By Cowan Brew
An angry gloom hung like dust over the 6,000 Confederate cavalrymen trooping up the York Turnpike in the early dawn of July 3, 1863. After eight long and largely unproductive days in the saddle, the horsemen were setting out on a last-ditch effort to disrupt and disarrange the rear of the Union Army confronting General Robert E. Lee’s Army of Northern Virginia at the tiny crossroads town of Gettysburg, Pennsylvania. A blood-red sun—always an evil portent to experienced campaigners—shone directly into the men’s eyes, and the damp summer heat was already soaking through their short, gray uniform jackets. It was clear to everyone that the day would only get hotter, literally and figuratively, before it was over.
No one was angrier or gloomier than the troopers’ famous commander, James Ewell Brown Stuart. The day before, the flame-bearded young general had sauntered into Lee’s headquarters tent on Seminary Ridge at Gettysburg, expecting the usual courtly greeting from his old friend and mentor. Instead, an obviously angry Lee, worn and distracted by two days of unparalleled savagery with nothing to show for it but a bloody stalemate, glanced sharply at Stuart with cold, dark eyes. “General Stuart, where have you been?” he asked brusquely. When Stuart attempted to describe his recent whereabouts, Lee cut him off with a withering look. “I have not heard a word from you for days,” he seethed, “and you are the eyes and ears of my army.” Embarrassed observers said later that Stuart looked as though he had been slapped in the face. He accepted the rebuke with a lowered head.
The fact that both men shared the blame for Stuart’s untoward absence made the meeting no less uncomfortable. Lee, as was his increasing habit, had given Stuart a vague, all-encompassing order to “pass around” the Union Army massed below the Potomac River in northeastern Virginia and “collect all the supplies you can for the use of the army.” At the same time, he had directed his 30-year-old cavalry commander to screen Lt. Gen. Richard Ewell’s II Corps as it advanced into Maryland and to break off his expedition if he ran into any “hindrance” from the Federals. Having made a household name for himself a year earlier by riding completely around a similar Union Army under Maj. Gen. George B. McClellan in Virginia, Stuart intended to duplicate that noteworthy raid. He and his men never considered Union soldiers, whether cavalry or infantry, a particular hindrance to their plans. The still-painful memory of the drawn cavalry battle at Brandy Station, Virginia, three weeks earlier gave added motivation to the southern riders.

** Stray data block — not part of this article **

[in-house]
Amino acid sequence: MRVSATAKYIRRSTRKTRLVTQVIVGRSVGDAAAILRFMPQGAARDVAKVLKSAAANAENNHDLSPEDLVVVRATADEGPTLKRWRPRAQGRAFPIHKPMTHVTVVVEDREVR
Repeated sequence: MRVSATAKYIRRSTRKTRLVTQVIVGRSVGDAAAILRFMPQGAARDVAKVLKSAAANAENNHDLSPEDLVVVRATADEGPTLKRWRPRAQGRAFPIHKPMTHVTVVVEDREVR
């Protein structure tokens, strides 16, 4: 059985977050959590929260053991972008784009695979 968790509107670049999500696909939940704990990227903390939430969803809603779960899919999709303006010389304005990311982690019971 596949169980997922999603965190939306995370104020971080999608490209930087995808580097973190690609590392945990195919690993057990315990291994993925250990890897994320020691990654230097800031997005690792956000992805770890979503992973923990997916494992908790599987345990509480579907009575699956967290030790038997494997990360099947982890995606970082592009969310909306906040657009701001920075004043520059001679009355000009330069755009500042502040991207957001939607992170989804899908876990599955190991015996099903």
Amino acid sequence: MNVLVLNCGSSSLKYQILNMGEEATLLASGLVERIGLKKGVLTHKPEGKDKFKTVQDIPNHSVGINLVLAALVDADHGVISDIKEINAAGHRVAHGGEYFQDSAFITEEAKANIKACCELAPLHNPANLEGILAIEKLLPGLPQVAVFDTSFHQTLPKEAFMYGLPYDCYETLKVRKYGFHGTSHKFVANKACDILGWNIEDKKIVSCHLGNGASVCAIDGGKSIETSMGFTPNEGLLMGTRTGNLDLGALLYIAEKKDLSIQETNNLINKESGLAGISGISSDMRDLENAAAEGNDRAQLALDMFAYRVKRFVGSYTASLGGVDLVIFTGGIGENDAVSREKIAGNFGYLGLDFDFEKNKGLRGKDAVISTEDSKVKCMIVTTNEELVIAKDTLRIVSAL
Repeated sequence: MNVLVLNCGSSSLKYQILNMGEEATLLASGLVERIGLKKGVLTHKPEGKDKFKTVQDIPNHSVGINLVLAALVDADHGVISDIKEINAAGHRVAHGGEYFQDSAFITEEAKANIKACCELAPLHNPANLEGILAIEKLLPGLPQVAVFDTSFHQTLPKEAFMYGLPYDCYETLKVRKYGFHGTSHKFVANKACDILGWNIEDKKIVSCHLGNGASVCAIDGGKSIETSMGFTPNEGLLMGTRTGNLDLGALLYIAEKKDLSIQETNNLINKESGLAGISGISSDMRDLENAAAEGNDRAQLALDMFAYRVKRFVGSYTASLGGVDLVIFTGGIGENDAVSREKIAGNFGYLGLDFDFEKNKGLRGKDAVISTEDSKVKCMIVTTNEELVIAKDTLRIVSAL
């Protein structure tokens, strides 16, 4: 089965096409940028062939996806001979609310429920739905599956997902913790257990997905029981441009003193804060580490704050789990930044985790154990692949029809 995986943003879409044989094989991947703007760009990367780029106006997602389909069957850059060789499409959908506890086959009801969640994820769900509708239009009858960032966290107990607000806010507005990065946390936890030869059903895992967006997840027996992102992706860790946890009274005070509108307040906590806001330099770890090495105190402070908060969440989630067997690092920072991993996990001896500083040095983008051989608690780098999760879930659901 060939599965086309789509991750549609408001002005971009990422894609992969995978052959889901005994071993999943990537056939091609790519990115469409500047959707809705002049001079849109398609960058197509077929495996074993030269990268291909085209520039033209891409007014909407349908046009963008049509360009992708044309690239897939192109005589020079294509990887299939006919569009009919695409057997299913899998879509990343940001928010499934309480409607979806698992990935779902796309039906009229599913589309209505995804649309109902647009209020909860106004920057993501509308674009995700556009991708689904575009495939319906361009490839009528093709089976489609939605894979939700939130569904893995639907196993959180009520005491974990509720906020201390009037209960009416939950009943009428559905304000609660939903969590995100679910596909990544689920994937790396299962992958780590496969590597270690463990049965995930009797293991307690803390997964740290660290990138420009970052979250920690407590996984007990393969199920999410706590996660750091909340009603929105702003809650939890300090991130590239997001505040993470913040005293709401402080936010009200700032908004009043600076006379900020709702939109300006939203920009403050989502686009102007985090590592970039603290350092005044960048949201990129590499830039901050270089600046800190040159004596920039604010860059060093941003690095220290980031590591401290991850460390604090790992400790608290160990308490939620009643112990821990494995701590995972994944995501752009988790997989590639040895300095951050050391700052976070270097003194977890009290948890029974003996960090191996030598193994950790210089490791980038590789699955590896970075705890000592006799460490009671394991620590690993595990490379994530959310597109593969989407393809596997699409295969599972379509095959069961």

A Second Invasion Across the Potomac
Beginning on June 25, Stuart’s horsemen rode east from Salem, Virginia, intending to turn north and link up with Ewell around York, Pennsylvania. In the meantime, Lee’s massive army began moving northward as well, mounting its second invasion of enemy soil in nine months. The first invasion had ended badly at the Battle of Antietam; Lee intended the second one to go much better. For that to happen, he needed accurate information from his cavalry arm, but for once he was let down in his expectations. The brigadier generals Stuart left behind to guard Lee’s flanks, Beverly Robertson and William “Grumble” Jones, were not up to the task. Lt. Gen. James Longstreet, commanding Lee’s I Corps, complained later with some justice that Stuart had left them his least favorite officers. Stuart could scarcely argue with that assessment. He considered Robertson “by far the most troublesome man I had to deal with,” in no small part because Robertson had been a former suitor of Stuart’s wife, Flora, and a protégé of his much-despised father-in-law, Union Brig. Gen. Phillip S. George Cooke, in the Old Army. The irascible Jones had more than lived up to his nickname of “Grumble” on numerous occasions, and, although he was a better general than Robertson, he was outranked by the other officer. In the confused command situation, each failed to notify Lee that the Union forces had broken camp and set out after him. As long as Stuart was out of touch, Lee was effectively flying blind—hardly the best way to begin the most crucial campaign of the war.